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Aussies Serving Overseas – Colonels Geoff and Kalie Webb (Kenya)

Australian officers Colonels Geoff and Kalie Webb with fellow officers of the Kenya West Territory.

The Australia Territory has 32 Aussie officers serving overseas this year, one at International Headquarters in London but based in Australia, and 10 overseas officers serving in different appointments here. Over the coming months, Global Focus will feature many of these officers – who they are, where they’re serving, the joys and challenges they face and what life looks like for them in their unique corners of The Salvation Army world.



Australian Colonels Geoff and Kalie Webb, who had been previously based at International Headquarters (IHQ) in the United Kingdom, took up new roles in Kenya West Territory in February. At IHQ, Geoff served as Executive Secretary to the General while Kalie held two roles – as Under Secretary for the South Asia Zone and as Director for SASIA SALT Learning Centre. In Kenya, Geoff is serving as Territorial Commander and Kalie as Territorial President of Women’s Ministries. They have now served in four out of five Salvation Army zones, which they say has been an incredible privilege and opportunity.

Salvos Online journalist KIRRALEE NICOLLE sat down with the Webbs virtually to find out a bit about their recent move, what they are learning and how we can all be more aware of what is happening on the other side of the world.

You’ve obviously moved around quite a bit, but can you tell me how it felt this time finding out that you were moving to Kenya?

Kalie: I was very busy in a job that I loved as Under Secretary for South Asia. Having served in South Asia, I understood the context and was really involved with it, so it was sad for me to leave that job after such a short time. However, the opportunities that we have to be able to come alongside the people of the Kenya West Territory has been a blessing to us.

Geoff: I think our respective situations were different. Kalie was heavily immersed in her role. We were only in IHQ for a year and then we were moved here to Kenya. For me, it was a different context. I was the Executive Secretary of the General, which was a wonderful opportunity to serve very closely alongside two generals for whom I already had great respect – which further increased when working closely with them. Having said that, I must admit that being involved in a territorial leadership role is something that I enjoyed before and now I’m really enjoying again.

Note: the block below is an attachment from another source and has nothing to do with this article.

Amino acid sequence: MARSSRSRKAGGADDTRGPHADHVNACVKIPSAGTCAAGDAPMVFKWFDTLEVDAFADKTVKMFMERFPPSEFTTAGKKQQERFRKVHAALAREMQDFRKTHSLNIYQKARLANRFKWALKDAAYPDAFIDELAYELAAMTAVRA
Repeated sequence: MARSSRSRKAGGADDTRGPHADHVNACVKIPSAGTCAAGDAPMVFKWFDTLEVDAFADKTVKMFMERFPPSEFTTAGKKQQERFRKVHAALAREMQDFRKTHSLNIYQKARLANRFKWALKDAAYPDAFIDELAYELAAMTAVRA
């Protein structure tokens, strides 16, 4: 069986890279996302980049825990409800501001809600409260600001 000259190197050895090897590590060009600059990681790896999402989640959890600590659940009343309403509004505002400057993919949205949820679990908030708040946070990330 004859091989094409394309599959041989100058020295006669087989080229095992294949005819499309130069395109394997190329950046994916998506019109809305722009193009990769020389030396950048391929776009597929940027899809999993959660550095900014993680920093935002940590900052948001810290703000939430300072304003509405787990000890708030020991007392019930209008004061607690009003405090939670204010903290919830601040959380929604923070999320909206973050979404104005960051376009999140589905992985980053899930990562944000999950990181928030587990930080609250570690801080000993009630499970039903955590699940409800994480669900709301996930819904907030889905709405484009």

The Webbs visiting one of The Salvation Army hospitals in the territory.

What would you say has been an unexpected or surprising feature of your last 13 weeks in Kenya?

Geoff: I would have to say the worship. It’s an amazing experience: it’s vibrant, there’s a lot of dancing and the music is so rich. A worship leader might sing one line of the melody and then everybody joins in with this amazing set of harmonies. If you’ve never experienced African singing, then it’s hard to describe. Another thing I’ve encountered is the incredible sense of welcome. We walk down the street, and because there are so many Salvationists in the area, we could go into a supermarket and the person who is the checkout attendant may be a Salvationist. People smile readily, are happy to see you and we feel safe. We feel part of things here and we are spending a lot of time learning and listening.

Kalie: We’ve grown up typically expecting that you only go to worship for about an hour on Sunday. If it goes longer than, say, an hour and a half, people tend to think it’s too long. We are now in the situation where we have worship that goes for anywhere between two and three and a half hours long. But it’s vibrant and it’s great.

Which city are you living in?

Geoff: Kakamega – it’s a rural town in the heart of the territory. It’s fairly small by comparison to Mombasa, Nairobi or Kisumu, the top three largest cities. A lot of officers in the territory are farmers, and when they take holidays, they return to their family homes to plant the next crop.